“It was as nice a little whorehouse as you ever saw. It sat in a green Texas glade,
white-shuttered and tidy, surrounded by leafy oak trees and a few slim
renegade pines and the kind of pure clean air the menthol-cigarette people advertise.
If you had country values in you, and happened to stumble upon it, likely you would nod approval and think, Yes, yes, these folks keep their barn painted and their
fences up and probably they’d do to ride the river with.”
— “The Best Little Whorehouse in Texas”,
Larry L. King, Playboy Magazine, April 1974
Arlington — There’s really only two legitimate reasons these days to stage The Best Little Whorehouse in Texas. Either you’ve got a powerhouse leading lady who can charm as much as Dolly Parton, iconic in the movie adaptation, or you think the show has something relevant to say about modern day life. I’m sorry to say that Theatre Arlington’s current production of the 1978 musical misses the boat on both accounts, and as such, the show can perhaps best be described as aggressively mediocre.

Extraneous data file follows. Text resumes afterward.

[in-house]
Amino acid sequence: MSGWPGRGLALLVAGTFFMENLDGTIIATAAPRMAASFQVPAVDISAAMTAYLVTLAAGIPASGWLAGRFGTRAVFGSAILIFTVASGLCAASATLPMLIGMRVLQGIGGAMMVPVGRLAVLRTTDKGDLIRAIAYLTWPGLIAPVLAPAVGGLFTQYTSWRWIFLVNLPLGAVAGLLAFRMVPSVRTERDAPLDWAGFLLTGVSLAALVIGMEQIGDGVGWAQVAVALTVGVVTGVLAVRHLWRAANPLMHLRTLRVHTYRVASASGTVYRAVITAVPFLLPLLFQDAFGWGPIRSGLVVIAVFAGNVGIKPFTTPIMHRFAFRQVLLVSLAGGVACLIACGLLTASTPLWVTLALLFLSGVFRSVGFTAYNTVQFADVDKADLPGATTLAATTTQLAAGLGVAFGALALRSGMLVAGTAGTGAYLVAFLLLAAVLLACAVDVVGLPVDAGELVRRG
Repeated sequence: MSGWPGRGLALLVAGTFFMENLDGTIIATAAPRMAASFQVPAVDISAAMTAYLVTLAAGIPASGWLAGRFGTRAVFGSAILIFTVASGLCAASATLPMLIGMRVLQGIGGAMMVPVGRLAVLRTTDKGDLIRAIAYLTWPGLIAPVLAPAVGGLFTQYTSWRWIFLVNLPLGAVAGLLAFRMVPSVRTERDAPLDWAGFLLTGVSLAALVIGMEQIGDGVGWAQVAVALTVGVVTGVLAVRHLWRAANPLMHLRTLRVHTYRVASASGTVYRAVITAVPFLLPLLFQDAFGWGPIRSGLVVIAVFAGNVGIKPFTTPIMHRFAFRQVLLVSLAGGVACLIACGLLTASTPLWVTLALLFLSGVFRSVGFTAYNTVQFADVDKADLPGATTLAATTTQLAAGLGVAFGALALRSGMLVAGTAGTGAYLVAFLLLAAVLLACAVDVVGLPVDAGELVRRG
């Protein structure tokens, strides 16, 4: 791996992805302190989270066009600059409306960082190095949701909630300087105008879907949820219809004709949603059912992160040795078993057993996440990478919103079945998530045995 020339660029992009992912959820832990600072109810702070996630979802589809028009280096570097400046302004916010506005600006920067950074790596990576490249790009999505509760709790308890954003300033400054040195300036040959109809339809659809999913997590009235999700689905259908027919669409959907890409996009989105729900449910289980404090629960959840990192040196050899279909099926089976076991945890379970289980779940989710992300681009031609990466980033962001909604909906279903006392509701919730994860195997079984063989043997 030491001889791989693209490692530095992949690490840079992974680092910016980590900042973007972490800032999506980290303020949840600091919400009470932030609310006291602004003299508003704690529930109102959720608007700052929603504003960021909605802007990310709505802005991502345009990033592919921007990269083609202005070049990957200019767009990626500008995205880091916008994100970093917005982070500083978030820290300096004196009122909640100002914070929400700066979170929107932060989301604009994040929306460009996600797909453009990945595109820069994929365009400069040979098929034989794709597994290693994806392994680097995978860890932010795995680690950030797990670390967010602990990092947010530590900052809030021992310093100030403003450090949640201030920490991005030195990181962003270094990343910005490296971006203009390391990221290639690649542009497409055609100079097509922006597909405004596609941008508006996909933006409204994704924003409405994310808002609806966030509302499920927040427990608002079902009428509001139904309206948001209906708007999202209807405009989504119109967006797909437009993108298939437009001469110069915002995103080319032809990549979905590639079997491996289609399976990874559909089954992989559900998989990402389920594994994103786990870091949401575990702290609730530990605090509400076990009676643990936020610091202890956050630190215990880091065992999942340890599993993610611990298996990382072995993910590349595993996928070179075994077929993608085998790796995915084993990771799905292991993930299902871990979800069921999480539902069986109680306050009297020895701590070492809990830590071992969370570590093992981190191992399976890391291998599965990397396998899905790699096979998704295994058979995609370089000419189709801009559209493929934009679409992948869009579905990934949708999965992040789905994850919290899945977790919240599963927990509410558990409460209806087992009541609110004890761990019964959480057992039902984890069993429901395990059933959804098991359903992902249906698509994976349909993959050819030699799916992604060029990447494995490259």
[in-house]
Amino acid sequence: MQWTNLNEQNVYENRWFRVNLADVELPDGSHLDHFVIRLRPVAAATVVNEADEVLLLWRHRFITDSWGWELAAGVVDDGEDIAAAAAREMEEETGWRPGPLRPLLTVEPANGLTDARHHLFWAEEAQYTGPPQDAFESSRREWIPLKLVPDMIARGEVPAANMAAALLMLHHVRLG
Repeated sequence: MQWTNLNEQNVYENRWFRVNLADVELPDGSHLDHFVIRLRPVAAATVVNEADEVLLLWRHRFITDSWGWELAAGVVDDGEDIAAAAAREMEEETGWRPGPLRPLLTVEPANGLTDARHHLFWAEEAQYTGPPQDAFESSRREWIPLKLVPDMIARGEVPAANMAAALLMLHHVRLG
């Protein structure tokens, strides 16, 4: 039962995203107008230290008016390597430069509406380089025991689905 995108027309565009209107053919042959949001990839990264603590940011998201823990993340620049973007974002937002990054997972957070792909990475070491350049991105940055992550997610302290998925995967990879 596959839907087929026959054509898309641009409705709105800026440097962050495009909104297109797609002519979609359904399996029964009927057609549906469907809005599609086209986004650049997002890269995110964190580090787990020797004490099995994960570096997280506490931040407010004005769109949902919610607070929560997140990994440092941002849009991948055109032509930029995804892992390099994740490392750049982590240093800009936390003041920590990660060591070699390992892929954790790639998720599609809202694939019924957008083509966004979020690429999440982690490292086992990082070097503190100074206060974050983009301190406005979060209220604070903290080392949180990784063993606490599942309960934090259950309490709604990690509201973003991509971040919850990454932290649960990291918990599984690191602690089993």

A rip-roaring musical full of sex, politics, and hypocrisy, with colorful characters and all couched in the poetic language of a Texas native: what’s not to love, right? Adapted in 1978 from journalist (and hard-drinkin’ raconteur) Larry L. King’s 1974 Playboy article about the famed Chicken Ranch brothel of La Grange, Texas, the musical tells the lightly fictionalized tale of the circumstances around the closing of this historic house of ill repute. As narrated to the audience by Sheriff Ed Earl Dodd, played by Bob Reed, the Chicken Ranch is an institution just outside the small (and fictional) town of Gilbert, Texas, catering to boys coming of age, locals looking for a reasonably priced thrill, and politicians of every stripe. Reed is the first Equity actor to appear at Theatre Arlington under their new Small Professional Theatre (SPT) contract — the theater has used guest artist contracts before but has just begun a three-year transition to full SPT status.